Then she departed, radiant and full
of Joy, praying incoherent blessings from
all the saints on the head of Don Q.
Don Q. returned to the Boca de Lobo
and was sitting in his accustomed place
with his lamp besidq him and the papers
sent by the thoughtful Robledo hanging
across his knee. Something he read ar
rested his attention. He reperused it
carefully, then, letting the sheet fall,
he sat staring into the Are in ids
hunched, bird-like attitude, absently roll
ing cigarettes with deft fragile lingers.
Long-sleeping memories had evidently
been awakened in his brain, for he sighed
once dr twice, as does a man who half
regrets a vanished decade.
We have altogether failed in our por
traiture of the great brigand if the
reader does not by this time understand
the dominant quality of freakish hu
mor. compounded ‘of lust of action, in
credible vanity and fantastic courage,
which led Don Q. into the cbiefest of his
exploits. Although, perhaps, he valued
Robledo more than any other of his fol
lowers, he w’as quite capable of allowing
him to die for a small disobedience, as
he regarded the most trifling deviation
from ardors «« a studied insult.
"Tfie fellow ren fixes rightly enough that
his life is a small matter compared with
the vexatious ^ict of ray lack of ci
garettes," he had mungured to himself
more than once during the last four
days.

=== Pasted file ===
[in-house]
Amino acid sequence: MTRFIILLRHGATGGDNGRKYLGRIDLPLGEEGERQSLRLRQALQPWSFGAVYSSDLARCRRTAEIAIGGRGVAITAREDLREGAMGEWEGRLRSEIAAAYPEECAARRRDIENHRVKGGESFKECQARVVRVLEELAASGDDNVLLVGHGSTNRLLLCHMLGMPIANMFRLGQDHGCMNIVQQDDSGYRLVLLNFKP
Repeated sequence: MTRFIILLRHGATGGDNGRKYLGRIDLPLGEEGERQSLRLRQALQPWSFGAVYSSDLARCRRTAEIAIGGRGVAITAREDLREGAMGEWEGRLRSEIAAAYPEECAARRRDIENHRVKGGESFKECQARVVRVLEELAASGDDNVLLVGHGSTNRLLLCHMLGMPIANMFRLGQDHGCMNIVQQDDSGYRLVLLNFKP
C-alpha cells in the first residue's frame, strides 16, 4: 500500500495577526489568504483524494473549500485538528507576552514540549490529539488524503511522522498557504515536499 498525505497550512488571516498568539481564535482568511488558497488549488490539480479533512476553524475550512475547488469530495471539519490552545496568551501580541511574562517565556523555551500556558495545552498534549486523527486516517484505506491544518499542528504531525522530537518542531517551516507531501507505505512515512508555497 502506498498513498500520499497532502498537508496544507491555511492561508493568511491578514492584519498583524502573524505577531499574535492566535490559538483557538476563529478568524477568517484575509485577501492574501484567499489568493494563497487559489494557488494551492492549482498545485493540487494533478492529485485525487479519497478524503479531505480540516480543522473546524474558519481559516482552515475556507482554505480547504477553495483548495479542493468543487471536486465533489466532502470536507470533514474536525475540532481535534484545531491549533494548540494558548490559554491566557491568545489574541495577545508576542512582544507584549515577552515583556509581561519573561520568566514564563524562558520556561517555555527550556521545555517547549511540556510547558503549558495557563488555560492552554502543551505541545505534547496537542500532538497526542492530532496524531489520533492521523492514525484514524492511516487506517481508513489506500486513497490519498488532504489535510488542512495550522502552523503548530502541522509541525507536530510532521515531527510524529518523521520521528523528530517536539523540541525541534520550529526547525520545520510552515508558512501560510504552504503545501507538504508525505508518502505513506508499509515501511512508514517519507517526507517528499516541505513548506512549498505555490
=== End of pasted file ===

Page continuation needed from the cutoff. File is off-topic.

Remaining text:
He • looked down at the paragraph
again; his sinister laughter broke out as
he struck his hand upon his knee with
the air of a man who had found what
he sought.
But Don Q. never acted on the spur of
a thought if he could spare time for re
flection. Thus cigarette after cigarette
burnt itself out In a flare between his
I thin Ups before he called Ramon, Gas- i
I par and Felipe up from the fires in the
j valley.
"Caspar," he began, "you know the
inn at Colaro, on the road to Castel
leno?"
"Yes. lord A*
I "Proceed there, and order an excellent
' supper for 10 o’clock tomorrow night."
i "Yes, lord."
"Go. You. Felipe, will proceed to tlie
! Castillo Negro below the mountains, and
see there Valentina, who waits upon the
maid of the Duquesa. You know her?"
The young man reddened, and glanced
I ufr with a furtive look of fear.
"Yea, lord." \
J The chief met his eyes with a con
I temptuous smile.
I The robber crossed himself, but made
| no reply. "Go down and bring the girl
to the grove of ilex near to Colaro. She
shall say that her grandmother is dy
ing. The grandmother who brought her
up, you understand? She need fear noth
ing. She has pleased me.” He added some
further instructions.
"And you, Ramon, pick with care ten
of the least repulsive looking of your
comrades, saddle my mule, and wait for
me at the head of the pass."
The brigands trooped off, and the chief
dropped his eyes once more upon Urn
paragraph that had given him inspira
tion.
It merely stated that higli festivities
were to be held in Castelleno on that
evening of Saturday, and that the ball
would be graced by the presence of the
Dpquest d’Orava, who happened to be
staying at her country house, the Cas
tillo Negro, some twelve miles distant
from the town. It was situated, in fact.
[ upon the upper reaches of that river that
| murmured so dismally below the prison
grating behind which Robledo was ly
ing.
I Beneath the sierra, which rose stark
and threatening in the moonlight, ran